• Activated charcoal: Activated charcoal supplements may absorb excess gas and toxins, potentially alleviating certain types of diarrhea. However, they should be used sparingly and under medical supervision.

Gut Calming Teas

The right cup of medicinal tea might resolve your upset stomach and stress-induced diarrhea.

Teas to calm the gut include: 

  • Green tea: Green tea is a millenia-old remedy for diarrhea that boasts many other health benefits. Green tea can reduce symptoms of diarrhea in various situations.
  • Black tea: Black tea has been shown to improve digestive health. Animal studies show that black tea extract can also significantly reduce diarrhea.
  • Ginger tea: Ginger tea is another ancient cure-all. Ginger tea may be used to beat diarrhea, bloating, indigestion, abdominal pain, and so much more. Ginger is a potent anti-inflammatory, which explains why it is so useful.
  • Fennel tea: Fennel tea may reduce diarrhea symptoms, as well as gas, bloating, stomachaches, and constipation. Fennel seems to fight E. coli infections, which can also lead to diarrhea.
  • Chamomile tea: Chamomile tea relaxes your digestive tract and relieves diarrhea, nausea, indigestion, vomiting, and gas. Animal studies reveal that chamomile is both antidiarrheal and an antioxidant.


Probiotics are live microorganisms that support the bacteria in your intestines. A balanced gut microbiome can promote healthier digestion and lower the impacts of stress on the body. 

The best probiotic strains for diarrhea are Lactobacillus and Bifidobacterium. For best results, try a gluten-free brand with high colony-forming units (CFUs).

Stress Relief

Stress management is the most important factor in relieving stress- and anxiety-induced diarrhea.

Here are some easy stress-relieving tips that can stop anxiety diarrhea:

  • Regular exercise: Regular exercise relieves anxiety and stress, and can ease irritable bowel syndrome (IBS), a common cause of diarrhea. Exercise also regulates stress hormones and boosts confidence.
  • Essential oils: Aromatherapy with essential oils such as lavender, frankincense, bergamot, rose, and lemon balm facilitate relaxation and lower your daily stress.
  • Yoga: Yoga can be as effective as antidepressant medications when dealing with stress, depression, and promoting mental health.
  • Meditation: Meditation promotes a regulated nervous system and healthy mind-body connection. It is a powerful method of relieving stress and lowering anxiety.
  • Quality sleep: A full night’s sleep is an effective stress fighter. To get higher quality sleep, consider cutting out technology an hour before you go to bed because of blue light emissions.
  • Breathing exercises: Breathing exercises help to bring the body out of the fight or flight response and are a proven stress-relief technique.

How long does stress diarrhea last? Stress diarrhea should go away in under 2 days after the stress response resolves. However, if you experience persistent stress for several days, it can trigger continuous diarrhea.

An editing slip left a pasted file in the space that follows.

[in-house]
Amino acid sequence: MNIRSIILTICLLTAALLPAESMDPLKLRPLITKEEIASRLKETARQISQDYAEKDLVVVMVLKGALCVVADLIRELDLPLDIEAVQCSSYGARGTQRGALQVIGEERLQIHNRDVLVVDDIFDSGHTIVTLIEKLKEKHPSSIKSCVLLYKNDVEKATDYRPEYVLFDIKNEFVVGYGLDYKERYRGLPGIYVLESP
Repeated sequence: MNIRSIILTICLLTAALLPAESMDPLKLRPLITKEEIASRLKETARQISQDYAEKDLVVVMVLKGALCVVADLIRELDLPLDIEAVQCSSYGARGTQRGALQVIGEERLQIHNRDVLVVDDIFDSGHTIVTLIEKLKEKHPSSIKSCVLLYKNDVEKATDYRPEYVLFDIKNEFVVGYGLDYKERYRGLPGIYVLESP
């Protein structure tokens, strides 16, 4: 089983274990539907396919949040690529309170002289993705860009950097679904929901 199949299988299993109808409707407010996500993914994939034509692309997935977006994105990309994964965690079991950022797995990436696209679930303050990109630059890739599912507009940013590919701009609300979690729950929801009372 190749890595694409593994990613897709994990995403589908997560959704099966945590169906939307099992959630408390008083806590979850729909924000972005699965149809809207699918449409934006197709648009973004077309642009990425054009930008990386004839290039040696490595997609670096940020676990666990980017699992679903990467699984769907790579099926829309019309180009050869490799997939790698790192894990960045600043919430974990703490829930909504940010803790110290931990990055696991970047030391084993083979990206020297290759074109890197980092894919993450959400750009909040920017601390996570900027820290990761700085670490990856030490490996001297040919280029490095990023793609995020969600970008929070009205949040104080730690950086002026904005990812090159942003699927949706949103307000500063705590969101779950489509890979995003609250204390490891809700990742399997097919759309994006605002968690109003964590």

Diarrhea can lead to dehydration, malabsorption, and malnutrition. Counterbalance this by making sure you drink plenty of fluids, in addition to consuming plenty of nutrients and electrolytes.

IBS, IBD, & Stress

Stress can exacerbate or even trigger gastrointestinal problems like irritable bowel syndrome (IBS) and inflammatory bowel disease (IBD).

Those who deal with IBS or IBD are more susceptible to stress, and vice-versa. Up to ⅓ of those who receive treatment for IBS also deal with depression or anxiety.

Whenever you experience stressful situations, your digestive system may cramp, leading to diarrhea. In IBS patients, research shows that stress may trigger more powerful and fast-acting physical symptoms than normal.

How can you tell if your diarrhea is due to IBS or IBD? You can tell if your diarrhea is due to IBS or IBD by looking for the presence of other symptoms.

Other IBS symptoms include:

  • Excess gas
  • Cramping
  • Bloating
  • Constipation

One in 10 people in the world deals with IBS.

Other IBD symptoms include:

  • Weight loss
  • Anemia
  • Cramping
  • Bloating
  • Bloody stool
  • Mucous in stool
  • Abdominal pain
  • Fever

Other Than Anxiety, What Else Might Be Causing Your Diarrhea?

Other causes of diarrhea may include:

  • Food allergies, sensitivities, or intolerances (for example, lactose intolerance or celiac disease)
  • Hyperthyroidism (overactive thyroid)
  • Food poisoning or other infection
  • Eating foods that upset your stomach
  • Surgery on a part of your digestive system
  • Medication side effects
  • Laxative overuse
  • Alcohol abuse
  • Crohn’s disease, ulcerative colitis, other intestinal diseases
  • Diabetes
  • Cancer or radiation therapy
  • Small intestinal bacterial overgrowth (SIBO)

When to Seek Help

If you notice physical signs of IBS or IBD alongside your diarrhea, discuss these symptoms with your doctor to get at the root of your digestive issues.

It’s time to see your gastroenterologist or other healthcare provider if you experience any of the following:

  • Diarrhea that lasts longer than 2 days
  • Fever
  • Severe pain in the abdomen or rectum
  • Little or no urination
  • Severe weakness
  • Excessive thirst
  • Blood in stool
  • Treatment doesn’t work for your stress or diarrhea

If you have a compromised immune system, as with a chronic infection like SIBO or parasites, you will likely experience chronic diarrhea

Remember, diarrhea is nothing to be embarrassed about. Most people deal with it at least once a year. You’re not alone.

At PrimeHealth, we deliver results you will not find in a conventional hospital or clinic setting, and we empower patients to take an active part in their own healing.

Denver, CO residents: If chronic diarrhea is getting in the way of your work, personal, or mental life, PrimeHealth is here to help. Schedule a free consultation!